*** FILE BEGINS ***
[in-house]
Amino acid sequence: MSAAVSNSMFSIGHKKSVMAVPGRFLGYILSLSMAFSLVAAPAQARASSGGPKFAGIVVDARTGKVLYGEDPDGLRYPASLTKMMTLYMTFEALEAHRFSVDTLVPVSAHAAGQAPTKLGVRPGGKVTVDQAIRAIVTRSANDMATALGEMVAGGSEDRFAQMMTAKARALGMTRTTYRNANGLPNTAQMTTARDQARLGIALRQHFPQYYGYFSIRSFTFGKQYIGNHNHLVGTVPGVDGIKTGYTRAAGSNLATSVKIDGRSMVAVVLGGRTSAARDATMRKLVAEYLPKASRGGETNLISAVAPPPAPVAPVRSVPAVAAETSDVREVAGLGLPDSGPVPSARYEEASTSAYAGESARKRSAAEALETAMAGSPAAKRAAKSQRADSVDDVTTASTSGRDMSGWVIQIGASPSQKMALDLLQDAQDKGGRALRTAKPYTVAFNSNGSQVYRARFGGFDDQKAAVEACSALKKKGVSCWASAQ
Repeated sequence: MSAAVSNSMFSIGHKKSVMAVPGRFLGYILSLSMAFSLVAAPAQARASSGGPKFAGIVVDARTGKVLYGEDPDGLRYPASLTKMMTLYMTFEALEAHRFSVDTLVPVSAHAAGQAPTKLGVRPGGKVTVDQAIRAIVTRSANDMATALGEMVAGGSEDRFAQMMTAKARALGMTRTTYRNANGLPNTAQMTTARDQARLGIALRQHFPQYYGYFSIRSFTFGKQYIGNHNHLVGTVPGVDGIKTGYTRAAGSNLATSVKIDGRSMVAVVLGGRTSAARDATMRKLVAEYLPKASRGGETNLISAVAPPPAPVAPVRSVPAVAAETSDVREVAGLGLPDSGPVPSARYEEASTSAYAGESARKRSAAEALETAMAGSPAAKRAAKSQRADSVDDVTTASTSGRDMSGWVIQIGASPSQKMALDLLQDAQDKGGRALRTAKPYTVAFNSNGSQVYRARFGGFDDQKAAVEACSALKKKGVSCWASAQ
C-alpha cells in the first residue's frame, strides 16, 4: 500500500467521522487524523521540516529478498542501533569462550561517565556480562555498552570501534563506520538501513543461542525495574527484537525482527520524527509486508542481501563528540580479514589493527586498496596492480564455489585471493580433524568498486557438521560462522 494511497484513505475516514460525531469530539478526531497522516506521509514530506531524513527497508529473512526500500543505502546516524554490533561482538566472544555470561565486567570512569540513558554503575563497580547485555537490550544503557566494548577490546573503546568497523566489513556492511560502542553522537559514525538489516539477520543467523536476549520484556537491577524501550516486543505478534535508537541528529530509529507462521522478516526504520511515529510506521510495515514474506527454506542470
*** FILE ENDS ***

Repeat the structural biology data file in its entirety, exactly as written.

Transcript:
[in-house]
Amino acid sequence: MSAAVSNSMFSIGHKKSVMAVPGRFLGYILSLSMAFSLVAAPAQARASSGGPKFAGIVVDARTGKVLYGEDPDGLRYPASLTKMMTLYMTFEALEAHRFSVDTLVPVSAHAAGQAPTKLGVRPGGKVTVDQAIRAIVTRSANDMATALGEMVAGGSEDRFAQMMTAKARALGMTRTTYRNANGLPNTAQMTTARDQARLGIALRQHFPQYYGYFSIRSFTFGKQYIGNHNHLVGTVPGVDGIKTGYTRAAGSNLATSVKIDGRSMVAVVLGGRTSAARDATMRKLVAEYLPKASRGGETNLISAVAPPPAPVAPVRSVPAVAAETSDVREVAGLGLPDSGPVPSARYEEASTSAYAGESARKRSAAEALETAMAGSPAAKRAAKSQRADSVDDVTTASTSGRDMSGWVIQIGASPSQKMALDLLQDAQDKGGRALRTAKPYTVAFNSNGSQVYRARFGGFDDQKAAVEACSALKKKGVSCWASAQ
Repeated sequence: MSAAVSNSMFSIGHKKSVMAVPGRFLGYILSLSMAFSLVAAPAQARASSGGPKFAGIVVDARTGKVLYGEDPDGLRYPASLTKMMTLYMTFEALEAHRFSVDTLVPVSAHAAGQAPTKLGVRPGGKVTVDQAIRAIVTRSANDMATALGEMVAGGSEDRFAQMMTAKARALGMTRTTYRNANGLPNTAQMTTARDQARLGIALRQHFPQYYGYFSIRSFTFGKQYIGNHNHLVGTVPGVDGIKTGYTRAAGSNLATSVKIDGRSMVAVVLGGRTSAARDATMRKLVAEYLPKASRGGETNLISAVAPPPAPVAPVRSVPAVAAETSDVREVAGLGLPDSGPVPSARYEEASTSAYAGESARKRSAAEALETAMAGSPAAKRAAKSQRADSVDDVTTASTSGRDMSGWVIQIGASPSQKMALDLLQDAQDKGGRALRTAKPYTVAFNSNGSQVYRARFGGFDDQKAAVEACSALKKKGVSCWASAQ
C-alpha cells in the first residue's frame, strides 16, 4: 500500500467521522487524523521540516529478498542501533569462550561517565556480562555498552570501534563506520538501513543461542525495574527484537525482527520524527509486508542481501563528540580479514589493527586498496596492480564455489585471493580433524568498486557438521560462522 494511497484513505475516514460525531469530539478526531497522516506521509514530506531524513527497508529473512526500500543505502546516524554490533561482538566472544555470561565486567570512569540513558554503575563497580547485555537490550544503557566494548577490546573503546568497523566489513556492511560502542553522537559514525538489516539477520543467523536476549520484556537491577524501550516486543505478534535508537541528529530509529507462521522478516526504520511515529510506521510495515514474506527454506542470